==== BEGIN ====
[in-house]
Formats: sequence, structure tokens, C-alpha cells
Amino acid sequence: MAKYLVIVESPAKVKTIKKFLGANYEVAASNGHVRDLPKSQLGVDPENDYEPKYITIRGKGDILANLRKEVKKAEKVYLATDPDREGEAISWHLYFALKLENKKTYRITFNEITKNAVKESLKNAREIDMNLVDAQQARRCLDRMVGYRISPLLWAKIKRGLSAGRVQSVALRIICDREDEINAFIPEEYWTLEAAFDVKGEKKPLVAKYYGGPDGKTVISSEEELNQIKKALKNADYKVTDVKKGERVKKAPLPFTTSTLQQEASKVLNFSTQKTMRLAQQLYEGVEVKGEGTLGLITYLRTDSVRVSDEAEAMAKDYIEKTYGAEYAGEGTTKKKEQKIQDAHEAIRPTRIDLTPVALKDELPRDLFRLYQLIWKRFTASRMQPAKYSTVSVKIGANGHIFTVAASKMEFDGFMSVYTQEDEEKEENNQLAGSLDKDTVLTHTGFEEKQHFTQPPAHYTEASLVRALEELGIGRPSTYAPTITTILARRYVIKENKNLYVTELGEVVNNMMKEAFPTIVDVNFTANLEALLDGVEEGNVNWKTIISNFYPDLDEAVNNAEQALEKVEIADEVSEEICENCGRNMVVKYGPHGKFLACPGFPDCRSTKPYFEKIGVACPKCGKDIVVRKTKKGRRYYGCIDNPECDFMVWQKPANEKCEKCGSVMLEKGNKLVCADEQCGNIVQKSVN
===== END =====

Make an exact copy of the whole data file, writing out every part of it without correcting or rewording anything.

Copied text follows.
[in-house]
Formats: sequence, structure tokens, C-alpha cells
Amino acid sequence: MAKYLVIVESPAKVKTIKKFLGANYEVAASNGHVRDLPKSQLGVDPENDYEPKYITIRGKGDILANLRKEVKKAEKVYLATDPDREGEAISWHLYFALKLENKKTYRITFNEITKNAVKESLKNAREIDMNLVDAQQARRCLDRMVGYRISPLLWAKIKRGLSAGRVQSVALRIICDREDEINAFIPEEYWTLEAAFDVKGEKKPLVAKYYGGPDGKTVISSEEELNQIKKALKNADYKVTDVKKGERVKKAPLPFTTSTLQQEASKVLNFSTQKTMRLAQQLYEGVEVKGEGTLGLITYLRTDSVRVSDEAEAMAKDYIEKTYGAEYAGEGTTKKKEQKIQDAHEAIRPTRIDLTPVALKDELPRDLFRLYQLIWKRFTASRMQPAKYSTVSVKIGANGHIFTVAASKMEFDGFMSVYTQEDEEKEENNQLAGSLDKDTVLTHTGFEEKQHFTQPPAHYTEASLVRALEELGIGRPSTYAPTITTILARRYVIKENKNLYVTELGEVVNNMMKEAFPTIVDVNFTANLEALLDGVEEGNVNWKTIISNFYPDLDEAVNNAEQALEKVEIADEVSEEICENCGRNMVVKYGPHGKFLACPGFPDCRSTKPYFEKIGVACPKCGKDIVVRKTKKGRRYYGCIDNPECDFMVWQKPANEKCEKCGSVMLEKGNKLVCADEQCGNIVQKSVN